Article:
Jamie Butler and Jazmine Langley had different experiences with mentorship, but that common thread has connected them going forward at Elon University.

Butler, assistant director of the Center for Race, Ethnicity and Diversity Education (CREDE) said she didn’t have a specific mentor in high school or college and was forced to navigate varying challenges without reassuring guidance. Langley, however, said she had multiple mentors in her life and doubts she would be at Elon without their help.

One of the 42 recommendations spawned from the Social Climate Taskforce on Out-of-Class Engagement was to promote mentoring on campus between students and faculty, and Butler said she could not agree more with the proposal.

“I think it’s beneficial,” Butler said. “With the busy culture at Elon, I can definitely see how some students would feel lost and need to know who to go to and where to go to and how to connect. I think having a mentor would ease that anxiety.”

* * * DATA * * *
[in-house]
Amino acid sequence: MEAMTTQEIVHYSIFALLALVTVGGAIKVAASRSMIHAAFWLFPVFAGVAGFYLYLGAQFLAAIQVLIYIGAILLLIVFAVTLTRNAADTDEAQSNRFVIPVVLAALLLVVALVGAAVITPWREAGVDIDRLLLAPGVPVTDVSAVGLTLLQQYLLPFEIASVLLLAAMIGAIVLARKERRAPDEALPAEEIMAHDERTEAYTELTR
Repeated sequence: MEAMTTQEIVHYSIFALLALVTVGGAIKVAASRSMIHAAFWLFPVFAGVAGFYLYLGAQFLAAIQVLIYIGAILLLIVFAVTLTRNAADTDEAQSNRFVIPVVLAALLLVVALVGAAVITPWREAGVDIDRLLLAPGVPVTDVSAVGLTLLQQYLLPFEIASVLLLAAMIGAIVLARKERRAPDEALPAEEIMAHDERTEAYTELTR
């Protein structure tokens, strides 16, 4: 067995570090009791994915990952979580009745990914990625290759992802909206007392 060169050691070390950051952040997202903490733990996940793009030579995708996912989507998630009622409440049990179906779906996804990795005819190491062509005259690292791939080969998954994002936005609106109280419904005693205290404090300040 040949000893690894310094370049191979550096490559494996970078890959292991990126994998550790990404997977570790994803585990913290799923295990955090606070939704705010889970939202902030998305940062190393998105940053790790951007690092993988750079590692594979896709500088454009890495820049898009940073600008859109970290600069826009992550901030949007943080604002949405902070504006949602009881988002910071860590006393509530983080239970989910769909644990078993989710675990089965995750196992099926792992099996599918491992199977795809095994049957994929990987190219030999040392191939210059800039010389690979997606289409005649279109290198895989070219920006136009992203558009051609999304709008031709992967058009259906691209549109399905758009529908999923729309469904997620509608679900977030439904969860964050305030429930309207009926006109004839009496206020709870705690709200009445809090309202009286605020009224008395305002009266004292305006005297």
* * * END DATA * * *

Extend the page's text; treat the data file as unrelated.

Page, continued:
Butler admitted she endured spurs of anger and frustration in her undergraduate years — something she said would have been different if she had a mentor. Aside from her daily duties at the CREDE, Butler heads the Student Mentors Advising Rising Talent (SMART) program, an initiative that pairs freshmen minority students with upperclassmen to create bonds. Butler said she wants to expand SMART to include faculty and staff — which would align with the Task Force’s recommendation. Langley participated in SMART last year, and now she is an administrative leader who forms the mentor-mentee pairs. She said even though she had a potent mentorship influence before coming to Elon, SMART was the one of the determining pieces to help her find her footing.

“I would definitely say that SMART was a great asset to me last year as a first-year student,” Langley said. “For me personally, I had great mentors over the year, and with Elon being a small campus, I thought SMART was going to be a great benefit to us.”

Langley said SMART has continued to grow greatly since last year, with almost 40 potential mentors wanting to be involved. While awareness for the importance of mentoring is growing on campus, Butler said a lot more can be done to ensure everyone has a,“big brother or big sister.”

“I would hate to see Elon just say, ‘Oh, we need to make all of these mentoring programs,’”Butler said. “It’s about ensuring — both formally and informally — students being fostered into great connections with students, faculty and staff. For me personally, I’m asking myself how I’m engaging with students as much as I can.”